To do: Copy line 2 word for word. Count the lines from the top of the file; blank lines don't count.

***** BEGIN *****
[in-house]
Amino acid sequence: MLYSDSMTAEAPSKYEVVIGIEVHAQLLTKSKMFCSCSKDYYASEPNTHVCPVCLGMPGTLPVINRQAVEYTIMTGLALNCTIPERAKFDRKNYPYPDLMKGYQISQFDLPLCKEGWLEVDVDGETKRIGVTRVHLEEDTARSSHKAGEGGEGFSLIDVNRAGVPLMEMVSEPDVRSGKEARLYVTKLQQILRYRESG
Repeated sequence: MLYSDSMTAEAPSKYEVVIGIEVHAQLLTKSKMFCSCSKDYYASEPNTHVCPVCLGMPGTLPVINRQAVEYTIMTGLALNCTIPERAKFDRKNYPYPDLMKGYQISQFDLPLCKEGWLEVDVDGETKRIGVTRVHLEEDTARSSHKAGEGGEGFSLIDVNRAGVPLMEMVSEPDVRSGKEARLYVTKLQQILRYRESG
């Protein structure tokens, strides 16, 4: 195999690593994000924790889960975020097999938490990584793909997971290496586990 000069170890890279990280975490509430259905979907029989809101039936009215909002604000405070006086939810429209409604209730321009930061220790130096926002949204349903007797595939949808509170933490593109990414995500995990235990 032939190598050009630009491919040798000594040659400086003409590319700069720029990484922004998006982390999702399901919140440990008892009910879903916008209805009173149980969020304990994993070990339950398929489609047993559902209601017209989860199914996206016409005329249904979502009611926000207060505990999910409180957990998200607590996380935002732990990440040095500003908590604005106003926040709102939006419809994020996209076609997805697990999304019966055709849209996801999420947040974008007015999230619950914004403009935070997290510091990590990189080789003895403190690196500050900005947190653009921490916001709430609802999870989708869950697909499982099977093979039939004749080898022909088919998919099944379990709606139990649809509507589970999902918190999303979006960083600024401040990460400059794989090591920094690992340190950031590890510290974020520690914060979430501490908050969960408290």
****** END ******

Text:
Amino acid sequence: MLYSDSMTAEAPSKYEVVIGIEVHAQLLTKSKMFCSCSKDYYASEPNTHVCPVCLGMPGTLPVINRQAVEYTIMTGLALNCTIPERAKFDRKNYPYPDLMKGYQISQFDLPLCKEGWLEVDVDGETKRIGVTRVHLEEDTARSSHKAGEGGEGFSLIDVNRAGVPLMEMVSEPDVRSGKEARLYVTKLQQILRYRESG